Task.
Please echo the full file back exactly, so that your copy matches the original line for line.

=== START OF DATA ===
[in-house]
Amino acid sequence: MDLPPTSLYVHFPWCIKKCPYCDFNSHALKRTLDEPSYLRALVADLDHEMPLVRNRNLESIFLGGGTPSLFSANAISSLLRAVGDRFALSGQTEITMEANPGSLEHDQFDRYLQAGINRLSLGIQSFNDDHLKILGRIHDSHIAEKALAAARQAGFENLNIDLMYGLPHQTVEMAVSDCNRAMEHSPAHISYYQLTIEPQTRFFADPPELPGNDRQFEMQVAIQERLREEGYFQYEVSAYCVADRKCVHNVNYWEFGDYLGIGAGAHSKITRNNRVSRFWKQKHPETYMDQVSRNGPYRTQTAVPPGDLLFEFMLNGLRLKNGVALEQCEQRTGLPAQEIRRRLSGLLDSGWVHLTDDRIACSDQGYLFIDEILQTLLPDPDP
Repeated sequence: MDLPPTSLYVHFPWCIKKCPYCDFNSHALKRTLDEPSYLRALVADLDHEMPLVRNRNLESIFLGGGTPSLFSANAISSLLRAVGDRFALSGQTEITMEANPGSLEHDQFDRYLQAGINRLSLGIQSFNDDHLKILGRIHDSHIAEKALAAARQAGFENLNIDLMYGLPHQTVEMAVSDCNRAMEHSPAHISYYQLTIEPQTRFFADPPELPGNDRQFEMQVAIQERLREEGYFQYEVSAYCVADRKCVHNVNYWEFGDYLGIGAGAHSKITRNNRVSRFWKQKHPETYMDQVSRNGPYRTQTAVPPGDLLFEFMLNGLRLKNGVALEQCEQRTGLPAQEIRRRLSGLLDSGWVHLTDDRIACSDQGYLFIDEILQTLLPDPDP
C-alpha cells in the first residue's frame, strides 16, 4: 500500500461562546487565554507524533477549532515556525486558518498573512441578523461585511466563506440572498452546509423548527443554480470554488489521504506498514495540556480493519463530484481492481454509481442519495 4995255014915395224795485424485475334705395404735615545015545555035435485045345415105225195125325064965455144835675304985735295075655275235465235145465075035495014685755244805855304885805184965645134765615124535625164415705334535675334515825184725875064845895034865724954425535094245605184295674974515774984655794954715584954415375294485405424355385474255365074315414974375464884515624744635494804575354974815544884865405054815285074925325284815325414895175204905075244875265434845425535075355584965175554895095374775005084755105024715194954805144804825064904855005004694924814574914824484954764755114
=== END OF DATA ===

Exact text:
[in-house]
Amino acid sequence: MDLPPTSLYVHFPWCIKKCPYCDFNSHALKRTLDEPSYLRALVADLDHEMPLVRNRNLESIFLGGGTPSLFSANAISSLLRAVGDRFALSGQTEITMEANPGSLEHDQFDRYLQAGINRLSLGIQSFNDDHLKILGRIHDSHIAEKALAAARQAGFENLNIDLMYGLPHQTVEMAVSDCNRAMEHSPAHISYYQLTIEPQTRFFADPPELPGNDRQFEMQVAIQERLREEGYFQYEVSAYCVADRKCVHNVNYWEFGDYLGIGAGAHSKITRNNRVSRFWKQKHPETYMDQVSRNGPYRTQTAVPPGDLLFEFMLNGLRLKNGVALEQCEQRTGLPAQEIRRRLSGLLDSGWVHLTDDRIACSDQGYLFIDEILQTLLPDPDP
Repeated sequence: MDLPPTSLYVHFPWCIKKCPYCDFNSHALKRTLDEPSYLRALVADLDHEMPLVRNRNLESIFLGGGTPSLFSANAISSLLRAVGDRFALSGQTEITMEANPGSLEHDQFDRYLQAGINRLSLGIQSFNDDHLKILGRIHDSHIAEKALAAARQAGFENLNIDLMYGLPHQTVEMAVSDCNRAMEHSPAHISYYQLTIEPQTRFFADPPELPGNDRQFEMQVAIQERLREEGYFQYEVSAYCVADRKCVHNVNYWEFGDYLGIGAGAHSKITRNNRVSRFWKQKHPETYMDQVSRNGPYRTQTAVPPGDLLFEFMLNGLRLKNGVALEQCEQRTGLPAQEIRRRLSGLLDSGWVHLTDDRIACSDQGYLFIDEILQTLLPDPDP
C-alpha cells in the first residue's frame, strides 16, 4: 500500500461562546487565554507524533477549532515556525486558518498573512441578523461585511466563506440572498452546509423548527443554480470554488489521504506498514495540556480493519463530484481492481454509481442519495 4995255014915395224795485424485475334705395404735615545015545555035435485045345415105225195125325064965455144835675304985735295075655275235465235145465075035495014685755244805855304885805184965645134765615124535625164415705334535675334515825184725875064845895034865724954425535094245605184295674974515774984655794954715584954415375294485405424355385474255365074315414974375464884515624744635494804575354974815544884865405054815285074925325284815325414895175204905075244875265434845425535075355584965175554895095374775005084755105024715194954805144804825064904855005004694924814574914824484954764755114